“Making Memories”

        Travel ads urge us to “make memories.” So do friends writing birthday messages and marriage counselors trying to squirt a little glue into the breakage. Not the sentimental sort, I used to find all that a little Hallmark-icky, somewhere between planned motivational fun at a corporation and newsletters that tell you […]

Pushy Marketing

        Ads and fundraising asks can be enchanting, if they are creative, heartfelt, or done with a certain wry sensibility. But all I feel lately is badgered. Am I just cranky, or does anyone else feel it too? Not just the rushing stream of bad news and violence, but the ratcheted up […]

We Are All Becoming Conspiracy Theorists

        My husband has an excellent track record. When authorities were seeking two men from the Middle East for the Oklahoma City bombing, Andrew said, “It’s probably some White militia.” When I brushed off parental outrage about a gay teacher, he insisted on accompanying me to a PTA meeting that turned out […]

Frank Lloyd Wright Drew Them a Nice Little House

    Imagine you are Russell Kraus, a glass artist. Your wife, Ruth Goetz Kraus, graduated from Washington University’s law school, which is rather remarkable for a woman born in 1904. She is eight years your senior; you met working on a WPA project and have been crazy in love ever since. It is time […]

Turning Away From Abstraction

        A headline in caught my eye: “Turning Away From Abstraction.” I scanned eagerly. Alas, Emmanuel Iduma was not announcing a trend. His piece was deeply personal, and he was using a Fauve painting to reflect on writing—which can, indeed, be a wild and beastly practice. Even so, representational art, so […]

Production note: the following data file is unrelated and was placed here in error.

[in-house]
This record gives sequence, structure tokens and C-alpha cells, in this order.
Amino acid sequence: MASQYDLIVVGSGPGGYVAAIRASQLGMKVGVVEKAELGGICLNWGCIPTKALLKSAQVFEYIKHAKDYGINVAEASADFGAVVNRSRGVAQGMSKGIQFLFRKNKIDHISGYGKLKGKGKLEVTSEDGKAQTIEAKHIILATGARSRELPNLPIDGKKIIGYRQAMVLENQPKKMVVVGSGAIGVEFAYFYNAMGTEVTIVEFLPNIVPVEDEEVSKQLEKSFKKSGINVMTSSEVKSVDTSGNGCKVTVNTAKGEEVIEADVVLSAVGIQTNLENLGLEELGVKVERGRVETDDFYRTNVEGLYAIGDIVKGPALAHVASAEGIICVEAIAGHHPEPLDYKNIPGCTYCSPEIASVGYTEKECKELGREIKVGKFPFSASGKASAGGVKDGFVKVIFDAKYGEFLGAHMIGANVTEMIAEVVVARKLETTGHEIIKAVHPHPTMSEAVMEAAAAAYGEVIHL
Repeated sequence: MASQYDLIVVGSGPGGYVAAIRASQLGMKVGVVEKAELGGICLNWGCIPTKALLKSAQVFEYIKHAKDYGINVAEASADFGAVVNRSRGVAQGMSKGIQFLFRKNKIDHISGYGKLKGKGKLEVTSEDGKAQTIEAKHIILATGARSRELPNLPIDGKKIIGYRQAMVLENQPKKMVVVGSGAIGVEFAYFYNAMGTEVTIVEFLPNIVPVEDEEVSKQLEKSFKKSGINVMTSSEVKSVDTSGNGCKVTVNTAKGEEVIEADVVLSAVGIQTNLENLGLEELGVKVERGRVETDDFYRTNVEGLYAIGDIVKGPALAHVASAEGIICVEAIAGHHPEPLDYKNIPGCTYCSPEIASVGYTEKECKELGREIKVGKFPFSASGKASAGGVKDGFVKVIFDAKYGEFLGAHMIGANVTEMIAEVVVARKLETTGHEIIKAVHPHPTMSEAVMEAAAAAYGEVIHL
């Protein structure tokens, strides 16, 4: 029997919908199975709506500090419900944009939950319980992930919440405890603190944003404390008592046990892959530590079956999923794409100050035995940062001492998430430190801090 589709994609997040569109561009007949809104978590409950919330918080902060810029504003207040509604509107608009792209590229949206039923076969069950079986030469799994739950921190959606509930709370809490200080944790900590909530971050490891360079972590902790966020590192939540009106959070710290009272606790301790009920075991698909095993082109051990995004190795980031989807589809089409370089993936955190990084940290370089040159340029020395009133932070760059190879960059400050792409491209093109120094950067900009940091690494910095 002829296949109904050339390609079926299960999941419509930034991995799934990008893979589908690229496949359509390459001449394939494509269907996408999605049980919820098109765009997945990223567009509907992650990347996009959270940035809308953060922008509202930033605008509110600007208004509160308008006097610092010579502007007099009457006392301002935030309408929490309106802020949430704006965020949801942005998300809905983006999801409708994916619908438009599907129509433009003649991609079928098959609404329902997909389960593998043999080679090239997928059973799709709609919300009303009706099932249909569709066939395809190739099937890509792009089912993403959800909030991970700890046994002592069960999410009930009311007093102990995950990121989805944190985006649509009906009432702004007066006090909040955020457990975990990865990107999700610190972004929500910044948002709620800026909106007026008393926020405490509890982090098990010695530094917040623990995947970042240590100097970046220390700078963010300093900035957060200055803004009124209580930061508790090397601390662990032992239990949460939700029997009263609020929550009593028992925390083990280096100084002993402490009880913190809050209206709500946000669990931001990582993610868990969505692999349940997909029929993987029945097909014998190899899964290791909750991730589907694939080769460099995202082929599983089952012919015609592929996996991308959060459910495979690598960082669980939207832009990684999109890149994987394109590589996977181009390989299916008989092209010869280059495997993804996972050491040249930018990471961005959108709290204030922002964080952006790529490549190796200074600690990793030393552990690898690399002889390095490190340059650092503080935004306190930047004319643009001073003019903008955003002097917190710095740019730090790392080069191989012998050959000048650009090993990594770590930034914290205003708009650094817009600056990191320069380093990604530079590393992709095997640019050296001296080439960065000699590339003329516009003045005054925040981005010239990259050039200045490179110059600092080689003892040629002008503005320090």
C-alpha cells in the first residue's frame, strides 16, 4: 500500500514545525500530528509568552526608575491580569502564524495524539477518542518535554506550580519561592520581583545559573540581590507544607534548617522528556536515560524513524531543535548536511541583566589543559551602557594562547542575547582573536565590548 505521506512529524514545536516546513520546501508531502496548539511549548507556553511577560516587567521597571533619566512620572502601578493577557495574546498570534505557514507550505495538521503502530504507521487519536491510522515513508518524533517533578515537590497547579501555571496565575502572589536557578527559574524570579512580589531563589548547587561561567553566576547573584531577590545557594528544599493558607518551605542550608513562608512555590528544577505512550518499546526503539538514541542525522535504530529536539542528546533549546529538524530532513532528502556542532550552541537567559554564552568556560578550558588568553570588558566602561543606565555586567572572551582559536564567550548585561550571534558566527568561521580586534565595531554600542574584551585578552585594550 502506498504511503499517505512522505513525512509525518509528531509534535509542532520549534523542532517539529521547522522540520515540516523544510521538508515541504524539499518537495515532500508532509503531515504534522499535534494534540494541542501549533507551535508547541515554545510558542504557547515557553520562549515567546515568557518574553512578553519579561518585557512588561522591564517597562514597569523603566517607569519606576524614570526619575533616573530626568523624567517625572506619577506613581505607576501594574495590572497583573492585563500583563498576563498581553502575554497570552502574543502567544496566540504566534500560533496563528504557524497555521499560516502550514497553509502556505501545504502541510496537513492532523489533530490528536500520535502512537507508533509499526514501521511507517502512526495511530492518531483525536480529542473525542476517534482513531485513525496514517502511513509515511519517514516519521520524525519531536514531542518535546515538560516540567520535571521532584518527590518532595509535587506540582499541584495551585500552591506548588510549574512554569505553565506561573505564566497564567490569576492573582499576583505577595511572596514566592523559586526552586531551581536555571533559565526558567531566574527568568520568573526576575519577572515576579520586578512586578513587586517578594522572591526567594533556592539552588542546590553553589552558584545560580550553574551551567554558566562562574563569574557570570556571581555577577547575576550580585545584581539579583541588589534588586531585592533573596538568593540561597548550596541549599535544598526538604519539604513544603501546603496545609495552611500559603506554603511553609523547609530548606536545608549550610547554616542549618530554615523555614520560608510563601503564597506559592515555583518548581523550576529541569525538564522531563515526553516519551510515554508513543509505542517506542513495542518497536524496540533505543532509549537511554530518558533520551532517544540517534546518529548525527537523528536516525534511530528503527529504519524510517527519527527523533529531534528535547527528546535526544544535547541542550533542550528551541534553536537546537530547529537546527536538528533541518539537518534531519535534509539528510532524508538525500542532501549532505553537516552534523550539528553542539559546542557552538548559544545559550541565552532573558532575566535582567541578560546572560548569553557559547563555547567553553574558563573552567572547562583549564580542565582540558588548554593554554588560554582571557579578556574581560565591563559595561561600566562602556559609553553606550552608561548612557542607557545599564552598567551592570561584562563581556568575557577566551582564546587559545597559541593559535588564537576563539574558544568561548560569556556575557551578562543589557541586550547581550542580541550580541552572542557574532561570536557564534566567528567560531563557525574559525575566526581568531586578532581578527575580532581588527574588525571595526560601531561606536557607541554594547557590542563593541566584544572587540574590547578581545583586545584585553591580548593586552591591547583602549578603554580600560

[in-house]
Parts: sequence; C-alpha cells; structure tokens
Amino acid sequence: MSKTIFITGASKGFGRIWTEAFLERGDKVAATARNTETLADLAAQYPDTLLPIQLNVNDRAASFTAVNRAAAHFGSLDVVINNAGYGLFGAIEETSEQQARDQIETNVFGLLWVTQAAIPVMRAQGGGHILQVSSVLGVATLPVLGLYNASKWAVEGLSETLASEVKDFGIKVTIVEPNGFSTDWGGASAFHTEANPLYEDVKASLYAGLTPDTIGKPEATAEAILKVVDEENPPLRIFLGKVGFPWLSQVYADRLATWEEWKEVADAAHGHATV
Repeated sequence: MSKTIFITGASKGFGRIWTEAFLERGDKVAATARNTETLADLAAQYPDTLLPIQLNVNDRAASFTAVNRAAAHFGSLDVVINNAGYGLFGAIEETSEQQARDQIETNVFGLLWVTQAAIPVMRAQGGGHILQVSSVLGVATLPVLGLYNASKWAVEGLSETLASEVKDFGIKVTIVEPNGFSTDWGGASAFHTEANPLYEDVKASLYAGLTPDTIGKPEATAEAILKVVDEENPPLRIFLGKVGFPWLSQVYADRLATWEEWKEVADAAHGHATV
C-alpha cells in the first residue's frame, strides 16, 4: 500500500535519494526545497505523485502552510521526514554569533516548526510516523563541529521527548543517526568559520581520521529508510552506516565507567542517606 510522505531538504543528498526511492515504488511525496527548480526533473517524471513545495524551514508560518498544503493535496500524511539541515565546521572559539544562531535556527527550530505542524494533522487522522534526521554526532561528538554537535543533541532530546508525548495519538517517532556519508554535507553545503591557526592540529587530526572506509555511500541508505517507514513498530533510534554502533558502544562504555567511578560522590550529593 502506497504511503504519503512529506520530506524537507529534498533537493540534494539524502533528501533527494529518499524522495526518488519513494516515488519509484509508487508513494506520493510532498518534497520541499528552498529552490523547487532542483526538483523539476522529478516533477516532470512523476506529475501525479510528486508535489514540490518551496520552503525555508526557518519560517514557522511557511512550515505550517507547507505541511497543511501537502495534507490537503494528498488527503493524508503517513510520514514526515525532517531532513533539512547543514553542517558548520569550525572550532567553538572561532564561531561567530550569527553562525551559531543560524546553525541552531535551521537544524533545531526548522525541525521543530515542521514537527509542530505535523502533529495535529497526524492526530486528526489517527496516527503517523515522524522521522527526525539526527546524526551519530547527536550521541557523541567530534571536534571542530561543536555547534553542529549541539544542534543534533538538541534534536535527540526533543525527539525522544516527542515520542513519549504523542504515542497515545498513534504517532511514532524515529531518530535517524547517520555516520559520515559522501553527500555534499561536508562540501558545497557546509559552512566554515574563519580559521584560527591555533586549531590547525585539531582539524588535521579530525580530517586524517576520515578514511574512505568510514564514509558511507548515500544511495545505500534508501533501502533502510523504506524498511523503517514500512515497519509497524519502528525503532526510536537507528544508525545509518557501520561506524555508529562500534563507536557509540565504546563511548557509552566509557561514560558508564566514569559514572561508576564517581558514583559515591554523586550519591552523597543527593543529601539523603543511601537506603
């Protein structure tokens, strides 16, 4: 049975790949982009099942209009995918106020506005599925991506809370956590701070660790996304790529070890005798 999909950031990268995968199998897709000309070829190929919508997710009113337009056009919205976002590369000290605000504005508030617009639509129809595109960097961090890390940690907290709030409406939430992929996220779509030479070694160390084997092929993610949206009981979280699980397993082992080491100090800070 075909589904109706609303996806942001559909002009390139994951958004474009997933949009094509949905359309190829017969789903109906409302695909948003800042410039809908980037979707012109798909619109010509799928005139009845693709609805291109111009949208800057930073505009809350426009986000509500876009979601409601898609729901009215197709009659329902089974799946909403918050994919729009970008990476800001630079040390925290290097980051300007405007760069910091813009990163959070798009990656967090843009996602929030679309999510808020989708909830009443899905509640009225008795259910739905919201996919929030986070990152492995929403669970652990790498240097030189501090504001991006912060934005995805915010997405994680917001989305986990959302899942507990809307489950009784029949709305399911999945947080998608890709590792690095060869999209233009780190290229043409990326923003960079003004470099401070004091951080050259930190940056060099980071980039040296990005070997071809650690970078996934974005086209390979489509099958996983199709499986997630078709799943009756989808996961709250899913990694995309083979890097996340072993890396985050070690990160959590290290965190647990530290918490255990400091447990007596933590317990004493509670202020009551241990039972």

What the Humanities Reveal

      My husband once sat in a faculty meeting at a university north of here. Cold coffee in front of them, the senior history profs stroked their beards and waited their turn to bemoan the uselessness of their discipline. They were shocked a few months later when the sciences received a bigger chunk […]

The Last Days of Ptolemy Grey Are Looking Brighter

        A confession: twelve years ago, I passed up a Walter Mosley book because it did not sound like his usual edgy, sharply intelligent adventure. I love his honesty, his refusal to trade humanity for fancy flourishes. But I also love the characters: the lucid wit of Socrates Fortlow, the laidback sexiness […]

This Is Not About Chat GPT3

      Tempting as it would be to go back to that celeb chatbot and ask if it expected such a flurry of attention, I need a breather from all these human-interviews-the-AI stories. Alternately fascinated and terrified, wowed and cynical, I have finally settled down to the kindergarten-level realization that it is smarter than […]

King of the Road

        James Eads How was the grandson of James Buchanan Eads, designer of the world-famous Eads Bridge. James Eads How lived as a hobo. His bindle (bedroll) was a black and white buffalo plaid, tied to a stick. At least, that is how it was represented in Warehouse 13, a science fiction […]

Turn Every Page

        Pity Lizzie Gottlieb. Daughter of one of the finest book editors of the twentieth century, she is fascinated by his prickly but immensely fruitful relationship with Robert Caro, one of the most influential historians of the twentieth century. She wants to make a documentary about that relationship. Neither man will allow […]